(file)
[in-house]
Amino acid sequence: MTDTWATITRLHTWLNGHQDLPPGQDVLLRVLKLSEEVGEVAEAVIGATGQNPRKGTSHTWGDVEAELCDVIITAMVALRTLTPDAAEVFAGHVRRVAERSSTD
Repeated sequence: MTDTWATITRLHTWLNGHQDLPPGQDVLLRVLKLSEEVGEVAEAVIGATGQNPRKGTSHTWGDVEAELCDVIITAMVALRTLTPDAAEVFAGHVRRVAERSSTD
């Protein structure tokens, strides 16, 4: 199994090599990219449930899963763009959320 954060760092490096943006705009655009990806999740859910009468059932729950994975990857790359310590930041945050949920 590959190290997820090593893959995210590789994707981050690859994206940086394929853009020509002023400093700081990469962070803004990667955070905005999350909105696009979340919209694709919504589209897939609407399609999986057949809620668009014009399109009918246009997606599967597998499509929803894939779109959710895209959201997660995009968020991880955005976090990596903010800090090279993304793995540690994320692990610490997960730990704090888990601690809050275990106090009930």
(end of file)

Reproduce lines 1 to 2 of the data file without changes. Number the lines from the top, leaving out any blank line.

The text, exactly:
[in-house]
Amino acid sequence: MTDTWATITRLHTWLNGHQDLPPGQDVLLRVLKLSEEVGEVAEAVIGATGQNPRKGTSHTWGDVEAELCDVIITAMVALRTLTPDAAEVFAGHVRRVAERSSTD